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What We’re Reading | March 8, 2013

March 8, 2013 5 minute Read by Jacqueline Lowe

Salute To International Women

By Mrs. Laura Bush

In this op-ed published in USA Today on March 8, 2013, Mrs. Laura Bush celebrates International Women’s Day, recognizing the progress made and the remaining room for improvement: “The success and progress of free societies depends on the participation of all citizens, men and women. A century of progress has shown us that when you educate and empower women, you improve nearly every other aspect of society. As the great Egyptian poet Hafez Ibrahim said, "When you educate a woman, you create a nation." This year, on International Women's Day, we celebrate the many women around the world who strive for freedom, justice and equality. We applaud their courage and sacrifice and recommit ourselves to addressing the inequities -- from healthcare to economics, education, and political representation -- that still affect women. With united effort, we can look forward to the day when every woman is educated and empowered and able to fully participate in the life of her nation.” Read the full article here.

Dow 36,000 Is Attainable Again

By James K. Glassman

In 1999, Bush Institute executive director James K. Glassman and economist Kevin Hassett forecasted a Dow Jones Industrial Average of 36,000 in their 1999 book, “Dow 36,000.” In this column published by Bloomberg View Glassman takes a look at what it would take to get there now in light of recent record highs by the Dow: “For investment gains over the long term, there is absolutely no substitute for faster economic growth. To get it, we need policy changes that will create a better environment for businesses to increase revenue, profits and jobs: a rational tax system that keeps rates low and eliminates special deductions and credits; immigration laws that encourage the best and the brightest to move here and stay; entitlement reform to bring down costs and provide incentives for productive seniors to keep working; sensible environmental, workplace and financial regulation that allows entrepreneurship to thrive; a K-12 education system that boosts student achievement and holds teachers, administrators and politicians accountable…” Read the full article here.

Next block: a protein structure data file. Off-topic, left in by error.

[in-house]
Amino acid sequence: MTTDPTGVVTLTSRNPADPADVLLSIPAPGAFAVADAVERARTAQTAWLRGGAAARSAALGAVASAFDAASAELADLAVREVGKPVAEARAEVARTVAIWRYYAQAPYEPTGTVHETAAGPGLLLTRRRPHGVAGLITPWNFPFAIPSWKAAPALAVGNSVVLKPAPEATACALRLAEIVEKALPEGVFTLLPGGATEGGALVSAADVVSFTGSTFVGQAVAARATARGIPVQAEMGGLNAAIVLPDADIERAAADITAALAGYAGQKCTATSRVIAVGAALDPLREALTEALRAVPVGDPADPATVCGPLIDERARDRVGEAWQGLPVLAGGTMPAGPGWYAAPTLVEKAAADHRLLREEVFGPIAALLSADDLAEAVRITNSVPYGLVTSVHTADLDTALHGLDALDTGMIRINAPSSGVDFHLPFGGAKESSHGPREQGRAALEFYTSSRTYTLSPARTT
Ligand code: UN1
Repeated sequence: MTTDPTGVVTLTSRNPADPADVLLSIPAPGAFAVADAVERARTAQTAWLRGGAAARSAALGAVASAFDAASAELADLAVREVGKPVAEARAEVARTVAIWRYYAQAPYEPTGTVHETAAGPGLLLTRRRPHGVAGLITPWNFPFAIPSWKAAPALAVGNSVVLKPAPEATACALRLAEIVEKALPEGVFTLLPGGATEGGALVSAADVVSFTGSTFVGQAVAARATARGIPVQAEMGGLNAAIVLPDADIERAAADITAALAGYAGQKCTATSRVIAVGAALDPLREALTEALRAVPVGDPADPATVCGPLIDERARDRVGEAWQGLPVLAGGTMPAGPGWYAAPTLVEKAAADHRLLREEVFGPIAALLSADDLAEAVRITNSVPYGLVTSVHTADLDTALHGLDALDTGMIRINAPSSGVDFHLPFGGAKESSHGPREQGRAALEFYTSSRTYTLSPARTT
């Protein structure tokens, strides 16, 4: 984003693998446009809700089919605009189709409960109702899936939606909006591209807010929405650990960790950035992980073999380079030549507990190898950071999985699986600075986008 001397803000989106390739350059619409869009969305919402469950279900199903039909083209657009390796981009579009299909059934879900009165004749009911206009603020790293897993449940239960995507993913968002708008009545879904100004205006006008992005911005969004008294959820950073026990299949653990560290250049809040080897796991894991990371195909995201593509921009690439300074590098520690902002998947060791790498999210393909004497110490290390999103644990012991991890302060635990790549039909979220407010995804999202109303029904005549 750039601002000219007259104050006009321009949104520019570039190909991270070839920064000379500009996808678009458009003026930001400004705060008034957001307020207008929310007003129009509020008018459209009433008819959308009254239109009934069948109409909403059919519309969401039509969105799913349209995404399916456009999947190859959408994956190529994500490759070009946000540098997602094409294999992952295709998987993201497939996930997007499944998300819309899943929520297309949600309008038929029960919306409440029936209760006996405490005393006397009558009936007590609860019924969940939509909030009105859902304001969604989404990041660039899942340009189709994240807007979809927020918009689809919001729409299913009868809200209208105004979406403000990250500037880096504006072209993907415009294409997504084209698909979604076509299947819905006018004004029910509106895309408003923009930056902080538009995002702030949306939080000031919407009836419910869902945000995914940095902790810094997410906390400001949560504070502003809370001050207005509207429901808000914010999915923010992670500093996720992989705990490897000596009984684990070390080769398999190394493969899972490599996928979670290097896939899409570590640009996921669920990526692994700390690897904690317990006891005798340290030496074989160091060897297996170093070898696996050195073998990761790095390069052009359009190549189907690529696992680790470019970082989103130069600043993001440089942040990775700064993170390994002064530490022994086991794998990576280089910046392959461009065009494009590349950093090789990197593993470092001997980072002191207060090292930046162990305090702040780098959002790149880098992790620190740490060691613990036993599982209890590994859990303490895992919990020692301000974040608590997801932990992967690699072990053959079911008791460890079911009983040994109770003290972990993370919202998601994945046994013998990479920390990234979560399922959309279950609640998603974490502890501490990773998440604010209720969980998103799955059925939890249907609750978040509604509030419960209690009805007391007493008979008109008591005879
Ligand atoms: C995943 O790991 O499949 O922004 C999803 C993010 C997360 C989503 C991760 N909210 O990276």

Empowering Egyptians, One Woman At A Time

By Charity Wallace

As Director of the Women’s Initiative at the Bush Institute, Charity Wallace oversees the Women’s Initiative Fellowship, and in this op-ed, published in the South Florida Sun-Sentinel yesterday in honor of International Women’s Day, Wallace explains why the Fellowship is so important: “In some countries, conditions are actually getting worse. In December, Egypt adopted a new constitution -- one that fails to enshrine equal rights for women. Observers are also worried that aspects of the new constitution will lend support to horrific offenses against women, like female genital mutilation and sex trafficking. No nation can thrive when half its population is unable to lend its talent and effort to pressing social problems. The way forward is to support women in these countries as they work together, to advocate for opportunity and equality. These networks of women can push beyond the political and cultural forces intent on repressing them. That's why at the George W. Bush Institute, our Women's Initiative Fellowship Program seeks to identify and empower female leaders in countries where women are oppressed and marginalized.” Read the full article here.

Why are we shackling school principals? Accountability must be paired with autonomy

By Joe Siedlecki

Writing for the Michael and Susan Dell Foundation, Joe Siedlecki asserts, “Why are we shackling school principals?  Accountability must be paired with autonomy.”  Echoing many of the Bush Institute’s Alliance to Reform Education Leadership’s (AREL) beliefs, Mr. Siedlecki highlights disconcerting facts about today’s principals (only 43% say they “have control when removing teachers”) as he concludes that the current gap between principal expectations and principal autonomy must be closed.  “Anything else” says Mr. Siedlecki, “is just more of the same.”